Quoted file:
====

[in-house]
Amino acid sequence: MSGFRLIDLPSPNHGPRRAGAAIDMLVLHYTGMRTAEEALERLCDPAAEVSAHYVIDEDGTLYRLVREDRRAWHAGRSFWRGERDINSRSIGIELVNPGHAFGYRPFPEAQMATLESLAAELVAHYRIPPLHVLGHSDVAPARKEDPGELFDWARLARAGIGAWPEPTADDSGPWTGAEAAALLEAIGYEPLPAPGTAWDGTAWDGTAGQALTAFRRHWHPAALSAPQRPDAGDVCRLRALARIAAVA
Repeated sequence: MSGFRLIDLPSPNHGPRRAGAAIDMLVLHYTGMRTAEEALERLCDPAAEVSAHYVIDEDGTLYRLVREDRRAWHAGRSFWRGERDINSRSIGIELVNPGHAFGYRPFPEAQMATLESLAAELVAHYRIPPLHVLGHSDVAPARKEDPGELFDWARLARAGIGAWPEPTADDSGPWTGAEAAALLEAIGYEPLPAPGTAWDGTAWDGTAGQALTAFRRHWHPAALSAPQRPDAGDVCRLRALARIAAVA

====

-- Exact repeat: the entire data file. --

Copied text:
[in-house]
Amino acid sequence: MSGFRLIDLPSPNHGPRRAGAAIDMLVLHYTGMRTAEEALERLCDPAAEVSAHYVIDEDGTLYRLVREDRRAWHAGRSFWRGERDINSRSIGIELVNPGHAFGYRPFPEAQMATLESLAAELVAHYRIPPLHVLGHSDVAPARKEDPGELFDWARLARAGIGAWPEPTADDSGPWTGAEAAALLEAIGYEPLPAPGTAWDGTAWDGTAGQALTAFRRHWHPAALSAPQRPDAGDVCRLRALARIAAVA
Repeated sequence: MSGFRLIDLPSPNHGPRRAGAAIDMLVLHYTGMRTAEEALERLCDPAAEVSAHYVIDEDGTLYRLVREDRRAWHAGRSFWRGERDINSRSIGIELVNPGHAFGYRPFPEAQMATLESLAAELVAHYRIPPLHVLGHSDVAPARKEDPGELFDWARLARAGIGAWPEPTADDSGPWTGAEAAALLEAIGYEPLPAPGTAWDGTAWDGTAGQALTAFRRHWHPAALSAPQRPDAGDVCRLRALARIAAVA